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SPECIAL INTEREST PROGRAM

Monday Morning

9:30–10:45 a.m.


SIP 1
Additive Machines, Capabilities and Processes


Program Organizers:
Joseph Capone, Ametek, Inc.
Stuart Jackson, Renishaw Inc.
Aaron LaLonde, SLM Solutions NA, Inc.






This program will consider the rapidly growing topic of additive manufacturing (AM) and aims to cover information relevant to the powder metal industry. Presentations will discuss the technologies of current interest in AM and highlight the value and advantages of the different processes and machines. Additional information to be shared includes identification of suitable applications and business case information to support use cases. The current state of AM will be shared, including industry activity, challenges, and ongoing developments to promote and enable manufacturing and industrialization of AM.

Session Chairman: Aaron LaLonde, SLM Solutions NA, Inc.

191

USA

 

Additive Manufacturing for Growth Acceleration in the Powder Metallurgy Industry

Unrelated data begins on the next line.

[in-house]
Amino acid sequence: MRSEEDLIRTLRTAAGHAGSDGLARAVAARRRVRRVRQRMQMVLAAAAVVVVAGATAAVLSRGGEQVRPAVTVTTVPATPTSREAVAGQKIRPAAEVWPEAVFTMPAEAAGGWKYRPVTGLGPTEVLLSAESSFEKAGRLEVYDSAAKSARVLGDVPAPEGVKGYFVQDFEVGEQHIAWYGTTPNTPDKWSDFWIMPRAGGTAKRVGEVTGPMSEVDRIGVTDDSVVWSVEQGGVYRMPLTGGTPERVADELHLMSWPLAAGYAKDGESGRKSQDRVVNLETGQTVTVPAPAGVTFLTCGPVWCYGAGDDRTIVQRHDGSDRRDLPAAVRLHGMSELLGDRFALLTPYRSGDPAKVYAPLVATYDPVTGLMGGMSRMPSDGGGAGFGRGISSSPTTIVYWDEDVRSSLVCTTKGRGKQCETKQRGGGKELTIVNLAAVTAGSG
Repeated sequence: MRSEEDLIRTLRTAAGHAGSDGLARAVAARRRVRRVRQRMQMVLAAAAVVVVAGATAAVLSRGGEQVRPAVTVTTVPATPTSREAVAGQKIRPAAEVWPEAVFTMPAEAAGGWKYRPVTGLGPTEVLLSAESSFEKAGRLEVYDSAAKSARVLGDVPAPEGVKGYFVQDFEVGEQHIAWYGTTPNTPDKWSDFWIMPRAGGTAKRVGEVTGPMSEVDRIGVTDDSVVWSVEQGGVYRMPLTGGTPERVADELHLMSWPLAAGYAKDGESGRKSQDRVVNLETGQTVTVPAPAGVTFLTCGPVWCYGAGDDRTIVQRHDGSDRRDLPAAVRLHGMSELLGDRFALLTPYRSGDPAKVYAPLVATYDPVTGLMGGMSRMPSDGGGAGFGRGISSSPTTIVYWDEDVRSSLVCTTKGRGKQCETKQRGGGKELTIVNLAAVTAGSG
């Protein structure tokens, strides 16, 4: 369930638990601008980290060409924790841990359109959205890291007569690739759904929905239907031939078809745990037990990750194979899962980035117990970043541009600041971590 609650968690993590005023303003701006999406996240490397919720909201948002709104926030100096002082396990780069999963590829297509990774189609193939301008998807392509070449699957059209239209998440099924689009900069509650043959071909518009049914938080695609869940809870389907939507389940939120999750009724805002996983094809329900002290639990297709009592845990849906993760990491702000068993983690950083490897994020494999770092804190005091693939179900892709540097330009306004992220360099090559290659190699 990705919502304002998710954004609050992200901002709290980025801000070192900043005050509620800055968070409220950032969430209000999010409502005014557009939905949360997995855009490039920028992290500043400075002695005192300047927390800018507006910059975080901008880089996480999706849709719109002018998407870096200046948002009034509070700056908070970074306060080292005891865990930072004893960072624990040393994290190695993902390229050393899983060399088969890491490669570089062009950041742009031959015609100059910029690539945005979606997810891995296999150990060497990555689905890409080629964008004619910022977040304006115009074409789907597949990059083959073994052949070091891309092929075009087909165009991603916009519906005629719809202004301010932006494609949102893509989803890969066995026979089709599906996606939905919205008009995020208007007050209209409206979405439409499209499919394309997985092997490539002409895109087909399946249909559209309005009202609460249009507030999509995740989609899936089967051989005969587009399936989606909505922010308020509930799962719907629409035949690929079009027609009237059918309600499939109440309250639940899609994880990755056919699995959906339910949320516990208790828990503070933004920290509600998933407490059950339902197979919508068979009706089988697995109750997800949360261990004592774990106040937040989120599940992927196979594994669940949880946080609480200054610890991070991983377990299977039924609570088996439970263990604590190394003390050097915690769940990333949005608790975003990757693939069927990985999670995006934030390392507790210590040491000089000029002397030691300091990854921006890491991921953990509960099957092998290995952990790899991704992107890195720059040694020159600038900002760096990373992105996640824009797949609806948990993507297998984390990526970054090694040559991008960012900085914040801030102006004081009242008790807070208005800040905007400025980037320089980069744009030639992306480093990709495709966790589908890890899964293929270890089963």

Kirk Rogers,
The Barnes Group Advisors

203

USA

 

Developing of Hot Isostatic Press (HIP) and Heat-Treated Cycles for 3D-Printed Aerospace Titanium
Donald Godfrey,
Honeywell Aerospace

144

USA

 

Heat Treatment Solutions for DMLS and Binder Jet Printing Systems
Michael Hager
Verder Scientific, Inc..

281

USA

 

Maturing AM Heat Exchanger Technology Alongside Machine Development
Simon Jones,
HiETA Technologies Ltd

 

SPECIAL INTEREST PROGRAM

Tuesday Morning

8:00–9:15 a.m.


SIP 2-1
Powder Production for AM, PM, MIM: Differences, Similarities and Synergies


Program Organizers:
Carl Blaise, Laval University
Gilles L'Esperance, FAPMI,
Ecole Polytechnique de Montréal